Celebrate International Sloth Day
A sloth named Adam Capper is one of the main characters who lives in The Life Tree. We love these adorable creatures and as today is International Sloth Day we thought it was only right to pay tribute to these little bundles of cuteness.
Did you know that sloths are the slowest mammals on earth! They live in the rainforests of Central and South America and spend most of their time in the trees where they eat and sleep.
They only ever leave the safety of the trees for the call of nature (we all have to go sometimes!) and to go for an occasional swim!
There is a misconception that sloths are lazy but we can assure you that they are not. They move incredibly slowly but scientists think that this may be due to the fact that these gentle tree dwellers have a complex digestive system which digests food very slowly. It can take up to a month for a sloth to digest one meal and their diet is not very nutritious so it does not give them much energy. All in all, it is easy to see that they have very little energy to move around. And yes they really are slow, a sloth will travel around 6 – 10 ft per minute. Not great if you are trying to escape from a predator! No wonder sloths spend most of their time in the trees, eating and sleeping there and only coming down about once a week.
There are six different species of sloths. Of those the pygmy sloth is critically endangered and the maned sloth is classified as vulnerable. Sloths are categorised as either two-toed or three-toed. In actual fact all sloths have three toes but the two-toed sloth has only two fingers – yes we are confused too!
Sloths are not particularly sociable animals, probably the most sociable they will get is when they sleep in the same tree as another sloth! The only other time a sloth is obligated to be sociable is when it comes to mating. As with most other sloth activities, mating takes place in the trees and starts when a female yells out a mating call. Males will vie for her attention by hanging from the branches and pawing at each other with their sharp claws. The winner’s prize is a night with the female sloth! A sloth’s gestation period ranges from 5/6 months to 11 and a half months depending on the species. Baby sloths are born in the trees and can stay with their mothers for up to four years.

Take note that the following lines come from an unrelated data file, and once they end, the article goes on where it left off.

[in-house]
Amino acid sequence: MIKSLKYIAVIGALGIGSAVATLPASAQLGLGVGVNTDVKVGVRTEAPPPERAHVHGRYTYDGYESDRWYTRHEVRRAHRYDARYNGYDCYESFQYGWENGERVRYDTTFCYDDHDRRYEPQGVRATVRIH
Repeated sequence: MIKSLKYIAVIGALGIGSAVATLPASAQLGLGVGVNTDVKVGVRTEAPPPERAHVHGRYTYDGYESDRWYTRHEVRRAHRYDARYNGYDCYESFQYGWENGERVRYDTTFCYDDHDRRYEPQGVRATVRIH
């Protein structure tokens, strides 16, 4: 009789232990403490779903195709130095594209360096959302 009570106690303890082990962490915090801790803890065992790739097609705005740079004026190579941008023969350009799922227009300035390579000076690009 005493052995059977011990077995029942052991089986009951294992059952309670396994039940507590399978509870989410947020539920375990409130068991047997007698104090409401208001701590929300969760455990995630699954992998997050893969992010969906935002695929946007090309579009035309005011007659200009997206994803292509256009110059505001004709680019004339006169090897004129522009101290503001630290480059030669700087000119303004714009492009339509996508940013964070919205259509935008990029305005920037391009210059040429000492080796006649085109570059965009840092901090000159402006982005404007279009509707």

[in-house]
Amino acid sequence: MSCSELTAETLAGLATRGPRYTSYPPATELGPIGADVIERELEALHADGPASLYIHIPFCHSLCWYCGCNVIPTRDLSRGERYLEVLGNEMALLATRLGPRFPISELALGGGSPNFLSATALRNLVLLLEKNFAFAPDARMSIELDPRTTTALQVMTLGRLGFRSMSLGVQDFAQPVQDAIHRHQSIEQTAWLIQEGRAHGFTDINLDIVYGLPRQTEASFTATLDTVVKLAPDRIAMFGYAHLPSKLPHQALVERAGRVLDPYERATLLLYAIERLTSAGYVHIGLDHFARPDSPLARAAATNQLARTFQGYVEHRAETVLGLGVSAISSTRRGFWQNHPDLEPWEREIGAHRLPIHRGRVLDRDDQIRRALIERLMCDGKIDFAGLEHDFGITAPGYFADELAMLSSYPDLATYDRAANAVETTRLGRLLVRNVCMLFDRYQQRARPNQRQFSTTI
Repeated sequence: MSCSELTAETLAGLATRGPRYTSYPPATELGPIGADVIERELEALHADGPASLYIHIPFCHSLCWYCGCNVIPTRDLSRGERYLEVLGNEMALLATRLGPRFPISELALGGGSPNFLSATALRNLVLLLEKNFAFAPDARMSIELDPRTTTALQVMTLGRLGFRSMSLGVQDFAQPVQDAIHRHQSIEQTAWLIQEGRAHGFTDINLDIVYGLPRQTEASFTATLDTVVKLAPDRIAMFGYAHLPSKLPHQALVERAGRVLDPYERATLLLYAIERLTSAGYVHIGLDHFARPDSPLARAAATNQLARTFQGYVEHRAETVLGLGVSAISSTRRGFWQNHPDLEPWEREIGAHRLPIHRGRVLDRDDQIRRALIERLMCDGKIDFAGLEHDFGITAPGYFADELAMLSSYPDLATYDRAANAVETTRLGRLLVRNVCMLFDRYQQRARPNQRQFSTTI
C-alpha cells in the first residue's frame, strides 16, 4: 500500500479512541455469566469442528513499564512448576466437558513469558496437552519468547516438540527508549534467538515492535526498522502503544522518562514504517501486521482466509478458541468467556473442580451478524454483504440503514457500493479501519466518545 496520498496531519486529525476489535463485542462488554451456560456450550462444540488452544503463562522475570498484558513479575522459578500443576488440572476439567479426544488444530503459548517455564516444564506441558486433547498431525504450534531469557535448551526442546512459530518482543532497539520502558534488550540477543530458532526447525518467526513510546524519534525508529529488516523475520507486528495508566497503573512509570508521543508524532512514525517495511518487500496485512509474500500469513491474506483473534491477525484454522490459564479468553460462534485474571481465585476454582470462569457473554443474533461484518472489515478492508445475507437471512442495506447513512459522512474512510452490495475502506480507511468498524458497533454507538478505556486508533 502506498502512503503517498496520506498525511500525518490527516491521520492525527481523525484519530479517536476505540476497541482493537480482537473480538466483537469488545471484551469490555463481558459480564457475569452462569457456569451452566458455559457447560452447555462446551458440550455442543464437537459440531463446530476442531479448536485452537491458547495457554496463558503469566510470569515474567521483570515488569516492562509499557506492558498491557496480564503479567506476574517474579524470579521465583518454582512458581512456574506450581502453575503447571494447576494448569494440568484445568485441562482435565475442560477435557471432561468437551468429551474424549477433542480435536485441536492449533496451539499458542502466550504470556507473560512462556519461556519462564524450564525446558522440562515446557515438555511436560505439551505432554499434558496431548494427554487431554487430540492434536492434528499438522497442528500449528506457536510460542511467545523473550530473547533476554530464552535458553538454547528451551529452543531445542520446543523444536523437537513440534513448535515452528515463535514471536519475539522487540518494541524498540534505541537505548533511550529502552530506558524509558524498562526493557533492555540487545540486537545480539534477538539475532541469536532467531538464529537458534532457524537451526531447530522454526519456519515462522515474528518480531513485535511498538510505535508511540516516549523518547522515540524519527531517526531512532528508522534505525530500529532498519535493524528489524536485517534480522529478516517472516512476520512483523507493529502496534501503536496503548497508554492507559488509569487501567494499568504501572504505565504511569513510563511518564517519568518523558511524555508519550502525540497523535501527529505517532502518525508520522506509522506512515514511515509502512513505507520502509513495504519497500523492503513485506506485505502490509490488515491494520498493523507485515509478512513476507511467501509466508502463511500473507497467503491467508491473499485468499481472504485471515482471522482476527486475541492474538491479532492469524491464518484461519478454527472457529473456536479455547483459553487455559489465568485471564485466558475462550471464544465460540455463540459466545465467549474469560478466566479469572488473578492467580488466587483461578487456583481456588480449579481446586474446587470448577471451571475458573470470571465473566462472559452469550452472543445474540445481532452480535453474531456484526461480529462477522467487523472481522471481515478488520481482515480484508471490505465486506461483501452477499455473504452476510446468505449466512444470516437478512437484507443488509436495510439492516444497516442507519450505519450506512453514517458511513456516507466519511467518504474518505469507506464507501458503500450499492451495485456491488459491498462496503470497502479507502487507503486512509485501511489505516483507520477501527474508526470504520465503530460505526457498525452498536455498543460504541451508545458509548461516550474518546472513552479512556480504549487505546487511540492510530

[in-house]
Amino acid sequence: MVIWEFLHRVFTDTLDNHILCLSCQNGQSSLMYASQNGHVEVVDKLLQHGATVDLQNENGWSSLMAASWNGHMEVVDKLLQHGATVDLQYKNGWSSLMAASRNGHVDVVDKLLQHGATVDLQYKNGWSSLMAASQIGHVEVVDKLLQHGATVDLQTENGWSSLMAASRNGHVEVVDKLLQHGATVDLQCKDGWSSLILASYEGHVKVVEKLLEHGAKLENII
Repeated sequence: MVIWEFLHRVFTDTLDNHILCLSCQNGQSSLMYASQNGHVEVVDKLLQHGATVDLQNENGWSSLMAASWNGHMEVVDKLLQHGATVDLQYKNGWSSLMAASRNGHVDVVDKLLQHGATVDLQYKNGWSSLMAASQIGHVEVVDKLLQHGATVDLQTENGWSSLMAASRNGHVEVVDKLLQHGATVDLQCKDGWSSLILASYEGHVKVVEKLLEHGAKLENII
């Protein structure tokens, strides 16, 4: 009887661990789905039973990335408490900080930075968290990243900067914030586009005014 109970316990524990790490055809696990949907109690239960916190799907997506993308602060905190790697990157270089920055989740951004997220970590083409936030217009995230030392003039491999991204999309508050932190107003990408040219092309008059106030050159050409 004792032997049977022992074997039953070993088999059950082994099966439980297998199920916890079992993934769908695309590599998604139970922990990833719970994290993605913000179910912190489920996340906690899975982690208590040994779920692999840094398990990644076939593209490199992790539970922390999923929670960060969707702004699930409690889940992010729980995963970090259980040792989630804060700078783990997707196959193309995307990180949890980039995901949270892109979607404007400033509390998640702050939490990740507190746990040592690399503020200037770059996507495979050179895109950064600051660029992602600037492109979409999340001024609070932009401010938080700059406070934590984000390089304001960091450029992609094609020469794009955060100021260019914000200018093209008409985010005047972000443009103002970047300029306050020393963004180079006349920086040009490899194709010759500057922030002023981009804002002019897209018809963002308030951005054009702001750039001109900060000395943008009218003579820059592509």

Some amazing facts about sloths to celebrate International Sloth Day:
- Modern day sloths are around 50-60 cm long. But skeletons have been found of now extinct sloths that show some were the size of elephants!
- Sloths are related to anteaters and armadillos
- Sloths can extend their tongues 10 to 12 inches out of their mouths.
- These long-armed creatures are amazing swimmers and will sometimes drop out of a tree into water below for a paddle and a cool down
- The Sloth’s thick fur is a great habitat for moths, beetles, cockroaches, fungi, and algae to live and grow. The green coloured algae that grows on sloths’ fur provides a great camouflage to help them avoid predators.
- Two-toed sloths are nocturnal, being most active at night. While three-toed sloths are diurnal which means they are most active during the day.
- It used to be thought sloths sleep for 15 to 20 hours a day. However, it is now believed they only sleep around 10 hours a day – see, we told you they weren’t lazy!
- Sloths like to sleep hanging by their claws from tree branches
- Recent studies have shown that the algae and fungi in the sloth fur may help fight many human diseases, including cancer.
Today, 20 October, is International Sloth Day – an unofficial holiday created by the AIUNAU Foundation. The Colombian-based conservation and wildlife organisation hope that focusing attention on these fabulous creatures will raise awareness about their life cycle and the natural habitat of the sloth. So today take time to find out a bit more about these lovely animals and honour the sloth – the sweet and charismatic tree dwellers!